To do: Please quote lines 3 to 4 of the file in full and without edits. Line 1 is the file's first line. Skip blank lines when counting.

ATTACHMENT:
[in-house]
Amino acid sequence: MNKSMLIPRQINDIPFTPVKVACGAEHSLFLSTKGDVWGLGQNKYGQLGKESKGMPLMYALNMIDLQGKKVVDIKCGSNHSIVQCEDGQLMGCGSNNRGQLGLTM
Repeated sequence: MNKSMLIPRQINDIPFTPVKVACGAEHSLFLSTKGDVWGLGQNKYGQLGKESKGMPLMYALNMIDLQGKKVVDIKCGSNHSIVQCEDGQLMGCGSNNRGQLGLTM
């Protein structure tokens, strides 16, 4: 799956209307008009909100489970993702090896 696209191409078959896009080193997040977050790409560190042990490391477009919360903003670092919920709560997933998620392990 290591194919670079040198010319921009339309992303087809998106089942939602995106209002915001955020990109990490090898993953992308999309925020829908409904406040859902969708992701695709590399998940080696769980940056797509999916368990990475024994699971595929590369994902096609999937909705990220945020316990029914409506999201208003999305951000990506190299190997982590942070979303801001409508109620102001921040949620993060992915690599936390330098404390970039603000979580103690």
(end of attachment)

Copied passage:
Repeated sequence: MNKSMLIPRQINDIPFTPVKVACGAEHSLFLSTKGDVWGLGQNKYGQLGKESKGMPLMYALNMIDLQGKKVVDIKCGSNHSIVQCEDGQLMGCGSNNRGQLGLTM
């Protein structure tokens, strides 16, 4: 799956209307008009909100489970993702090896 696209191409078959896009080193997040977050790409560190042990490391477009919360903003670092919920709560997933998620392990 290591194919670079040198010319921009339309992303087809998106089942939602995106209002915001955020990109990490090898993953992308999309925020829908409904406040859902969708992701695709590399998940080696769980940056797509999916368990990475024994699971595929590369994902096609999937909705990220945020316990029914409506999201208003999305951000990506190299190997982590942070979303801001409508109620102001921040949620993060992915690599936390330098404390970039603000979580103690």